Benson Siakabanze points out a small square, the remnants of walls. “That used to be the house I was born in,” he says, and pauses. “And we always sat in the shade under that tree there.” Again the 43-year-old falls silent and casts a pensive gaze over piles of stones, overgrown beds and a few abandoned household objects. Along with his neighbour, Rose Chulou, he goes on to show us the fields once farmed by both their families. “Until not long ago, those fields fed our families well.” Today the arable land is criss-crossed with dark fissures. Trees are tilted in the ground. A sign prohibits entry. That was put up by Collum Coal Mine, the Chinese company operating the coal mine for which three quarters of the villagers had to make way. Rose Chulou stands at the side of the field, arms folded, ever the farmer. She comes back regularly to pick mangoes from the trees she herself had planted next to her former home. “It feels terrible every time.”
Even the route into the village of Siamajele in the south of Zambia does not bode well. On the dirt road covered with black coal dust, fully loaded trucks rumble through deep potholes. Parked at the roadside, long rows of empty vehicles await their loads. The drivers squat alongside them in the shade, some sleeping on mats. “Here there only used to be the village, the fields and the bush,” recalls Lillian Hamusiya. She works for the Kaluli Development Foundation (KDF), a partner organisation of the German agency Bread for the World. She greets some women at the roadside who are selling fruit and vegetables to the drivers. It is not the only trade that is booming because of the mine. In dimly lit pubs with names like Bana Bangu Bar, the miners – most of whom are working a long way from home – drink their meagre wages. “Prostitution has also risen a lot, and with it the HIV infection rate.”
These women are the first of many people Lillian Hamusiya greets. Until a year ago she was working here with the villagers, advising them on sustainable agriculture, teaching nutrition courses, distributing improved seeds and giving talks on efficient irrigation methods. And with success: the people could feed themselves from their land, which is not a given in this southern Zambian region. All that went down the drain when the ground over the mine workings began to split open about two years ago. “They banned us from working in the fields any more. Many had to leave their homes because of the fissures,” recalls Benson Siakabanze. While some residents were given shelter in the church, others had to spend months living in tents, which the authorities took their time to provide after repeated complaints. Only after a television report instigated by Lillian Hamusiya and her organisation did the first residents receive compensation payments. “But at least a quarter of us have still received nothing.” Benson Siakabanze’s eyes glint with indignation. “These people are still living in the old village and working in their fields.” His own family finally received the money last year. But the amount, the equivalent of 250 euros, was only enough for a piece of land for the extended family of 25 to build a few cabins on. Before all this they were farming three hectares. Like Benson Siakabanze and his family, the other villagers have settled along the black dirt road with the long line of trucks, just one or two kilometres from their old homes.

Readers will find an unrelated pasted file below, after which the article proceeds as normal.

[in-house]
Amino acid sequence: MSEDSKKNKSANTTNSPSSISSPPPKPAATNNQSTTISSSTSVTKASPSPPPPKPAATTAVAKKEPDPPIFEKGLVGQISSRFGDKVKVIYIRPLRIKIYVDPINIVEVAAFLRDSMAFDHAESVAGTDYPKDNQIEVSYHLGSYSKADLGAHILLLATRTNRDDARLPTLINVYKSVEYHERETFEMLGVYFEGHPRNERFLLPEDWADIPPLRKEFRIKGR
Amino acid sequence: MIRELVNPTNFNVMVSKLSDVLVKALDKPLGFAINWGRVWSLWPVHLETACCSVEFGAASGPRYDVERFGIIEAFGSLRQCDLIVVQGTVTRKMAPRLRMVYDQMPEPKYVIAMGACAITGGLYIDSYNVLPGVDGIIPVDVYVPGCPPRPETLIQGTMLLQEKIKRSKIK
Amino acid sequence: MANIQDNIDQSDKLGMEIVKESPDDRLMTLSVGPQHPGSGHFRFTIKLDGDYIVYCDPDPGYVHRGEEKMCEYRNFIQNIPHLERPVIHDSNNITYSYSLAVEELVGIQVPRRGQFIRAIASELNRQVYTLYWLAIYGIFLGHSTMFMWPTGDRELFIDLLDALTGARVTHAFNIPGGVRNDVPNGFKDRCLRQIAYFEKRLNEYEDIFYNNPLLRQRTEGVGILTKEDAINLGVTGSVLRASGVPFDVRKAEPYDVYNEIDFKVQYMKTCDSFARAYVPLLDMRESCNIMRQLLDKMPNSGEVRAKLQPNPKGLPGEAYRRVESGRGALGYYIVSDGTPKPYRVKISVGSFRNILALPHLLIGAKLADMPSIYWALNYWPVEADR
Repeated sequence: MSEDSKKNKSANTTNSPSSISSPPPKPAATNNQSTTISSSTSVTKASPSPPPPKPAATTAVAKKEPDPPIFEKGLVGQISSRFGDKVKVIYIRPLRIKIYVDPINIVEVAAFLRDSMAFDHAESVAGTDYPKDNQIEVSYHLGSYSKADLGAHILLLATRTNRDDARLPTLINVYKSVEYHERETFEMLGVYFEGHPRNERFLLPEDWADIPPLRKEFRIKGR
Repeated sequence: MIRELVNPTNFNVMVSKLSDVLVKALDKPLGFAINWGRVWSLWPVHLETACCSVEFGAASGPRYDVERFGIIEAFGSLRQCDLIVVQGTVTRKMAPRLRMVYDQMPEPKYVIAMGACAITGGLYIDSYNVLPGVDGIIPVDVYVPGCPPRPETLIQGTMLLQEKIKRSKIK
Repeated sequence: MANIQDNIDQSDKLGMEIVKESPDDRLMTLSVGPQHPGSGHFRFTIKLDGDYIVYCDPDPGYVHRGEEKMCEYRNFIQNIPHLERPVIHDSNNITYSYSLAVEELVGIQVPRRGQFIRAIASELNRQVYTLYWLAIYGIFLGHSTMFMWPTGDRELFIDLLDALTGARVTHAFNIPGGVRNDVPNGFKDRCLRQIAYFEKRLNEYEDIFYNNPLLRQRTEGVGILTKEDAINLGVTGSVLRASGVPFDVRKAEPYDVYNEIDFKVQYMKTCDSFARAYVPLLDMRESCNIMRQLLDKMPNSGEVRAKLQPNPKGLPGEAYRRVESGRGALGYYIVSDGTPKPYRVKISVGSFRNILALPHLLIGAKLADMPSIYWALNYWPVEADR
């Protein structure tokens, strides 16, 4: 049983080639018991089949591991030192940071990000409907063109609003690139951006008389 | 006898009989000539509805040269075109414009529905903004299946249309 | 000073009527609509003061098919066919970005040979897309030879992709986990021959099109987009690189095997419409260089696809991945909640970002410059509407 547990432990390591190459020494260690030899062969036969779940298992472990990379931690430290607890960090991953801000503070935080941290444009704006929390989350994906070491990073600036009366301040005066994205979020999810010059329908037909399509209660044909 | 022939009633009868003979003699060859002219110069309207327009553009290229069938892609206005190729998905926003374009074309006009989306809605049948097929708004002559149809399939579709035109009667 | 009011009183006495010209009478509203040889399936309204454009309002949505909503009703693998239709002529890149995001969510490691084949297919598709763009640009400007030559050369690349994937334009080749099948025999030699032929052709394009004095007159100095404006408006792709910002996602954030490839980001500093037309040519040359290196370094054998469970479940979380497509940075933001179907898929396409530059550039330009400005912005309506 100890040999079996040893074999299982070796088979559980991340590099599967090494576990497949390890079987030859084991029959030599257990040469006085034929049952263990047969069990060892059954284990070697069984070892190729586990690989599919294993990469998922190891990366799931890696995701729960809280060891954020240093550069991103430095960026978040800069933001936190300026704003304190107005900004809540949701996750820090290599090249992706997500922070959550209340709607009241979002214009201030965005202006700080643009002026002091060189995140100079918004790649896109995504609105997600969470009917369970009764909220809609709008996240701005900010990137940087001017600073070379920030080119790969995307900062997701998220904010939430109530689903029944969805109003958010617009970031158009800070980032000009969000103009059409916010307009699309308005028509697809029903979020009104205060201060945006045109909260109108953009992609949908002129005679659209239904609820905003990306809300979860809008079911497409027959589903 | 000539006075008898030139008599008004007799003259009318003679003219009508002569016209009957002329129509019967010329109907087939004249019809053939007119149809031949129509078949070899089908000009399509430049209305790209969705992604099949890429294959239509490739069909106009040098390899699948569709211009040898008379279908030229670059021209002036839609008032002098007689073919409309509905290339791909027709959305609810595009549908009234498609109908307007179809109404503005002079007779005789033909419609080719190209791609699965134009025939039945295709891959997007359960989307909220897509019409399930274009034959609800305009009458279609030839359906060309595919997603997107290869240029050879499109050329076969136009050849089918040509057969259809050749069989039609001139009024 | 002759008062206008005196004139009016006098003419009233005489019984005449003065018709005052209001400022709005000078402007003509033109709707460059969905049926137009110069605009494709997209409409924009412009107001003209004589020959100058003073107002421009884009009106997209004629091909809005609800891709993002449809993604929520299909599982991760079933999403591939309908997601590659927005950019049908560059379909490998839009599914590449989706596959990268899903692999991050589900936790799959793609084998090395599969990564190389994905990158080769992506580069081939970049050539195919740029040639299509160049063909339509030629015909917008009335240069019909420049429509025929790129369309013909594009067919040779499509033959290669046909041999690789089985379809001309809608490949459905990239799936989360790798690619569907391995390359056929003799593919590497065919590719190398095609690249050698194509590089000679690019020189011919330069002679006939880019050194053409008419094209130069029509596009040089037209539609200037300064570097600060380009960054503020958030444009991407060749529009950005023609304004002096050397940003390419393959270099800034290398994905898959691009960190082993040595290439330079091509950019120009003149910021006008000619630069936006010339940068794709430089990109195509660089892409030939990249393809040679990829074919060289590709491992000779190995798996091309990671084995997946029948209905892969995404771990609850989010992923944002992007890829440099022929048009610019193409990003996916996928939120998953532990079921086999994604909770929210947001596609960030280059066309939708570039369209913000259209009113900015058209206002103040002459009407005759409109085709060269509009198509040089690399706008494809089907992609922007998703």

Where he now lives, Benson Siakabanze still has a one-hectare plot of land that he had inherited from his father. It goes some way towards feeding the family. Things do not look as good for Rose Chulou and most of the others. With her compensation the widow could only just buy herself a quarter-hectare of arable land. She has to supplement her agricultural earnings by producing charcoal, like many other small farmers in the region. They use machetes to chop down trees and bushes, and carbonise the wood ready for sale at the roadside – with dire consequences for people as well as the environment. “In the constant smoke, it’s very exhausting work.” Rose Chulou coughs. “And the takings are very low.” They are just about sufficient for the three orphans she cares for. So the 49-year-old herself and the other six adults in the household usually have to skip one meal a day.
But even this precarious status is under threat. How long will Rose Chulou be able to use the new farm and her small piece of arable land? The smallholders have no enforceable titles to their land, unlike the Chinese company, which has had a concession from the Zambian government since 2001. And the demand for coal is growing. Mainly from the copper mining area known as the Copper Belt in northern Zambia and the country's numerous cement plants, but also from neighbouring countries like the Democratic Republic of Congo.